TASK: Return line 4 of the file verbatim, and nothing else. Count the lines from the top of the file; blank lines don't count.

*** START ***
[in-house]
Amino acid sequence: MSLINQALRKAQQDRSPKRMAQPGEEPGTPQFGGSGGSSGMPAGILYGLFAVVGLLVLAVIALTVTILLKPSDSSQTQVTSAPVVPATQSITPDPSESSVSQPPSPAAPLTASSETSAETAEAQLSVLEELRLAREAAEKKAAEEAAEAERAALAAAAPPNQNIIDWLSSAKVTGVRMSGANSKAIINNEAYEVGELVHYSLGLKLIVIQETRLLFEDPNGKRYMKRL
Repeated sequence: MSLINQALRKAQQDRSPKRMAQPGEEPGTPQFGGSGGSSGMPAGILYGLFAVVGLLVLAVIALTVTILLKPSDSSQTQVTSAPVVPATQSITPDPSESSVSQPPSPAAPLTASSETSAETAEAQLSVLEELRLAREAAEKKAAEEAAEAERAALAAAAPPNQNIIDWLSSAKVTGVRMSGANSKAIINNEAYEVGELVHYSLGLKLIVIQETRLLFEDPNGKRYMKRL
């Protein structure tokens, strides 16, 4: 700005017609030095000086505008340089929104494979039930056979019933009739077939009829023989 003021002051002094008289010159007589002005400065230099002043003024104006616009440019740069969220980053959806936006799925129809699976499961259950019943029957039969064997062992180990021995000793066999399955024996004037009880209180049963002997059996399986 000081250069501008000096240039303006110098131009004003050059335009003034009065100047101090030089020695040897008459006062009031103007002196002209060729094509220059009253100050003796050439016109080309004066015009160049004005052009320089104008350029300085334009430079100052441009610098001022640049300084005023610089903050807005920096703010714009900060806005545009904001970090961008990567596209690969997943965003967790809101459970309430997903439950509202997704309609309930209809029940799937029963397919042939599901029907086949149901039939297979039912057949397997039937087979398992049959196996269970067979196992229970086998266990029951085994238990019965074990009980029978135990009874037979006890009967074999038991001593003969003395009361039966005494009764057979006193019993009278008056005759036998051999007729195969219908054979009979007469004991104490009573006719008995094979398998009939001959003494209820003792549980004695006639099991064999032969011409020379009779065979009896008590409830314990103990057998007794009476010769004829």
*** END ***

């Protein structure tokens, strides 16, 4: 700005017609030095000086505008340089929104494979039930056979019933009739077939009829023989 003021002051002094008289010159007589002005400065230099002043003024104006616009440019740069969220980053959806936006799925129809699976499961259950019943029957039969064997062992180990021995000793066999399955024996004037009880209180049963002997059996399986 000081250069501008000096240039303006110098131009004003050059335009003034009065100047101090030089020695040897008459006062009031103007002196002209060729094509220059009253100050003796050439016109080309004066015009160049004005052009320089104008350029300085334009430079100052441009610098001022640049300084005023610089903050807005920096703010714009900060806005545009904001970090961008990567596209690969997943965003967790809101459970309430997903439950509202997704309609309930209809029940799937029963397919042939599901029907086949149901039939297979039912057949397997039937087979398992049959196996269970067979196992229970086998266990029951085994238990019965074990009980029978135990009874037979006890009967074999038991001593003969003395009361039966005494009764057979006193019993009278008056005759036998051999007729195969219908054979009979007469004991104490009573006719008995094979398998009939001959003494209820003792549980004695006639099991064999032969011409020379009779065979009896008590409830314990103990057998007794009476010769004829």